During a moderate winter in 1969, Michael--having just turned six years old--returned with the unusually large bottle of drops after a conventional request. He climbed to his grandfather's lap as always. The old man removed his glasses, administering the drops within a few seconds. After setting the glasses back on his thin nose, Michael's grandfather glanced at Michael like an angel had just visited the old man: "So boy, want to hear about the white stuff that used to cover the world on Christmas time?"

Michael nodded without a smile.

"Alright. Back when rabbits and people were best friends--"

"Why were they best friends?" Michael chimed with his trusty interruption.

His grandfather looked at Michael like the child had been dropped on his dumb face too many times. "You don't know? Because the rabbits let us use their thickets for hiding during wars."

"What are thickets?"

"Well, they're large holes in the middle of the pasture. And in the holes are these hands that grab at you," the old man said as he grabbed at air in front of Michael's face. "Now, this white stuff would fall from the sky when God got really excited; at least, that's what people thought."

"So only God could cover the entire world with white stuff?"

"That's right."

"How would he would do it?"

"He had this special long gun that his angels would stare at all day long. But the gun didn't work like the guns I've let you shoot."

"So he didn't pull a trigger?"

"No. This gun would only work if God grabbed it and tugged back and forth on it. After about five or ten minutes--sometimes fifteen to thirty--the gun would spray the white stuff down on the world. But here's the neat thing about the white stuff: you could make stuff with it."

"Like what?"

"Like men. Men with three round parts: the head, the belly, and a huge ball for feet. And you could stick other things on his head to give him a face. People used carrots for his nose."

"Why would you use a carrot?"

"Because it's long and hard and pointed and it will sink in there pretty deep. But I left out the neatest part: you could eat this white stuff."

"Really? And you wouldn't die?"


"Papaw, I want to eat some white stuff one day."

"Well, maybe you will."


Just a reminder -

IMPORTANT NOTE: Part of exercising your skill in the LM is to achieve being at or under the imposed word count. That is part of the difficulty and an element that adds to the competition environment. All further LMs conducted by yours truly will now have a disqualification feature for those who go over their word count. The word count WILL NOT include the title, only the body of the piece.

Given the oddities of word programs’ word counting, I can understand one or even five words over, but I feel more than that isn’t just giving some room for oddities. I'd say going ten words over the word count is grounds for being disqualified. As I said, I know people who work quite hard to get to that exact 500 mark.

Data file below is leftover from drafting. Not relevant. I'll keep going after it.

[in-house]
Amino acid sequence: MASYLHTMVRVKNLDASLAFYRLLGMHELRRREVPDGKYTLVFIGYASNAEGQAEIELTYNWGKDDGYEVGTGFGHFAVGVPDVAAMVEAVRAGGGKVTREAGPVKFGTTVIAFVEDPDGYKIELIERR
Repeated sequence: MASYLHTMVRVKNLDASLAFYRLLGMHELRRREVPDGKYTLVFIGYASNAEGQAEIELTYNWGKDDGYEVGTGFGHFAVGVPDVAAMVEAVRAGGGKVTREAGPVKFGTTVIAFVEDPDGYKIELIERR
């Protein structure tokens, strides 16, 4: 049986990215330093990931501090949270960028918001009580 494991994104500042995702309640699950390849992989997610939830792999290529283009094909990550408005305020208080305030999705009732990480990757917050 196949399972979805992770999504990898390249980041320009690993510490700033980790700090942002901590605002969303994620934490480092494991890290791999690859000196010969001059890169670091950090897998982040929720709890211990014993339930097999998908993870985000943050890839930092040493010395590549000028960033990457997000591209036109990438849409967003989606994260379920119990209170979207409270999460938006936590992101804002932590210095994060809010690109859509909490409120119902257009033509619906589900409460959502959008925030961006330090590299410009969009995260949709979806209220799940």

I have a thought that people might think slamming down on rules this way might make LM a bit less fun or enjoyable, but I do know people who grind away at their submissions to make it under the mark. To have someone come along who is over and only get a few points knocked off (if that) can be a bit disheartening. I only enforce this rule because I feel it’s necessary and will to the LM some good. Thank you.

P.S. Feel free to PM me if you disagree.
The Myth (366 words)

The boy asked to hear the story again, one more time before bed. His hands fluttered on his father's knee like small birds. The father, bound by the tight threads of love, did not try to resist. Instead, he ran his fingers through his son's hair, and cleared his throat.

"A hundred years ago, and a hundred years before that, the surface of the earth was different than it is now. The sky was different. And people were different.

"In those days, tall buildings spotted the land. The people used great steel machines to change the crust of the earth, to break through it and pull what they wanted from the soil and the rock. There were factories that spit black smoke into the air in waves, and the sky grew dim from it.

"The people of the earth did not know then what they were doing, and so they kept doing it. And when they learned how they were poisoning the earth and the sky, they could see no other way, and so they did not stop. And when they did not stop, the earth was angry.

“At first it brought rains to wash the filth from its skin, but the damage was too great. Then it brought snow, great blankets of snow that covered the earth, and lasted for many years. The snow filled the holes in the earth, and left them soft and clean and smooth. The snow cleared the air of smoke, and the stars glowed like embers in the black night.

“When the snow melted, the earth warmed. The people who were left started again.

“Like all things, the earth has ways of healing, and ways of speaking. Sometimes it gives a gentle reminder, and sometimes, a violent shout. As you grow, you will learn to read these signs. The sky is our guide, but the earth is our only home.”

Through the open tent flap the night sky shone a pale, clear blue. He could see the men building a new meeting house, and saw the waiting foundations of two more tent houses. He closed his eyes, and in his dreams white flakes fell on his lashes, and on his open palms.